Federal Reserve Chairman Ben S. Bernanke said the central bank has the ability to take additional steps to boost the economy.
“There is scope for further action by the Federal Reserve to ease financial conditions and strengthen the recovery,” Bernanke said in a letter dated Aug. 22 to California Republican Darrell Issa, the chairman of the House Oversight and Government Reform Committee.
Bernanke repeated the statement from the Federal Open Market Committee’s Aug. 1 meeting that the Fed will provide “additional accommodation as needed.” He has an opportunity to expand on his views in an Aug. 31 speech at the Kansas City Fed’s annual economic symposium in Jackson Hole, Wyoming.
U.S. stocks rose, paring the Standard & Poor’s 500 Index’s first weekly decline in almost two months, on speculation the central bank will act to boost economic growth. The S&P 500 added 0.7 percent to 1,411.13 at the close of trading in New York.
Bernanke in the letter reiterated remarks to Congress that monetary policy “is not a panacea” and that other government policy makers should “examine” steps they could take to foster growth.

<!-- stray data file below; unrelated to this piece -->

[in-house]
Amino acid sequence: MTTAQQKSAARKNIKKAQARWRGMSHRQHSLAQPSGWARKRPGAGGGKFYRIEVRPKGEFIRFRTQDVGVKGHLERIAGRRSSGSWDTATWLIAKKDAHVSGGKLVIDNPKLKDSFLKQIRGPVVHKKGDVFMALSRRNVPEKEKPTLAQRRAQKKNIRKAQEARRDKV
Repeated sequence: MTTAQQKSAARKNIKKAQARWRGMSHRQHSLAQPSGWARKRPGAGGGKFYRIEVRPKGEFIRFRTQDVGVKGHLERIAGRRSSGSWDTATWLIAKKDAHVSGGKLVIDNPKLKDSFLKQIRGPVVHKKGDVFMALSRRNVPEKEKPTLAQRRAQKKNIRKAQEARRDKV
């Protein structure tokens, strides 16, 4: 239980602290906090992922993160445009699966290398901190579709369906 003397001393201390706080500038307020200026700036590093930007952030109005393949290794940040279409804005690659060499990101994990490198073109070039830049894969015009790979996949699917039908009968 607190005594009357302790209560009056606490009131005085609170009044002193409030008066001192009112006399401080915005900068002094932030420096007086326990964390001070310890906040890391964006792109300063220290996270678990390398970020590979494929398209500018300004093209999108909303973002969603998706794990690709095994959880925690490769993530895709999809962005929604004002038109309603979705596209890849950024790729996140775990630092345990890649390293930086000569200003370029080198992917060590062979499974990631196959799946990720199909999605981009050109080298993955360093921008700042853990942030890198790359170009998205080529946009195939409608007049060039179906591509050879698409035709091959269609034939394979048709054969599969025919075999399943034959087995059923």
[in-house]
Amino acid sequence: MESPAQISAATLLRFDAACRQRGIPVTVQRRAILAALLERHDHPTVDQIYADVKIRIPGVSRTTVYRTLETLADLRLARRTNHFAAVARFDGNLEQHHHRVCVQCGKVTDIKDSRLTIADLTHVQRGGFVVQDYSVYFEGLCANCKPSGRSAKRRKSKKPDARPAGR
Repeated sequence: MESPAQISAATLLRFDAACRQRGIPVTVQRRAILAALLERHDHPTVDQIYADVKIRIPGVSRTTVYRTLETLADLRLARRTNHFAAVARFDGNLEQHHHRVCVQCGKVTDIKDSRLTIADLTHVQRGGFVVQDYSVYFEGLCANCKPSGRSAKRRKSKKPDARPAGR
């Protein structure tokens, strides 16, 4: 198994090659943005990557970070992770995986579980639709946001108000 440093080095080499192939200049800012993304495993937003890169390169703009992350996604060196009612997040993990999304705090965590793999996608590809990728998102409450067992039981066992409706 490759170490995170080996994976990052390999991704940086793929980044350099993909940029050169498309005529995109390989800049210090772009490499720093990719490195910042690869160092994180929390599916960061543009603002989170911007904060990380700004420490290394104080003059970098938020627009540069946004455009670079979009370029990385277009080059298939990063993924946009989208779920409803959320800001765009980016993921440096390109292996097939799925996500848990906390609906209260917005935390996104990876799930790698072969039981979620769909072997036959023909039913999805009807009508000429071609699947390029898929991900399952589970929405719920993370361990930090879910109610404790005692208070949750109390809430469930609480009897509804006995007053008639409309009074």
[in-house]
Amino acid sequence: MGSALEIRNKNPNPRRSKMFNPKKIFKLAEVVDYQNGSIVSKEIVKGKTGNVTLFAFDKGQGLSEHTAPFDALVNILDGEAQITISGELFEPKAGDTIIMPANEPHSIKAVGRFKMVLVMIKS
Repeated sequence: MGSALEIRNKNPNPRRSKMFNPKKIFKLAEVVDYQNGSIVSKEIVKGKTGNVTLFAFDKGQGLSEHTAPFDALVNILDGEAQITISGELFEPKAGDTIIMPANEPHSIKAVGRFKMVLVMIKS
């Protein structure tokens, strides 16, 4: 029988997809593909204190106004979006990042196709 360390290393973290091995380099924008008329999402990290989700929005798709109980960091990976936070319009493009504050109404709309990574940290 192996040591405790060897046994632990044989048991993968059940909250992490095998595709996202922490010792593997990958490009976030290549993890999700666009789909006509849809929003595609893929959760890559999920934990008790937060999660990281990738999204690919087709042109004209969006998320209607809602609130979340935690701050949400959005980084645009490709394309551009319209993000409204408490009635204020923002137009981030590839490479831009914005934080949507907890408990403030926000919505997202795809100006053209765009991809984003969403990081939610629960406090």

Bernanke’s letter was in response to a 10-page, Aug. 1 letter from Issa asking 22 questions about monetary policy.
Asked if political pressure would limit the Fed’s ability to raise interest rates, Bernanke said the central bank will be “steadfast in its adherence” to promoting stable prices and maximum employment and that he is “confident” the Fed has the “tools to normalize the stance of policy at the appropriate time as the strength of the recovery improves.”
The Fed chief said previous stimulus -- including the two rounds of quantitative easing in which the Fed purchased $2.3 trillion of securities -- have “helped to promote a stronger recovery than otherwise would have occurred, and to forestall the possibility of a slide into deflation.”
The central bank’s most recent balance-sheet program, known as Operation Twist, is “still working its way through the economic system,” Bernanke said. Under the program, the Fed is swapping $667 billion of short-term securities for longer-term debt.
“Monetary policy changes typically take several quarters to achieve their full effect on economic activity,” he said.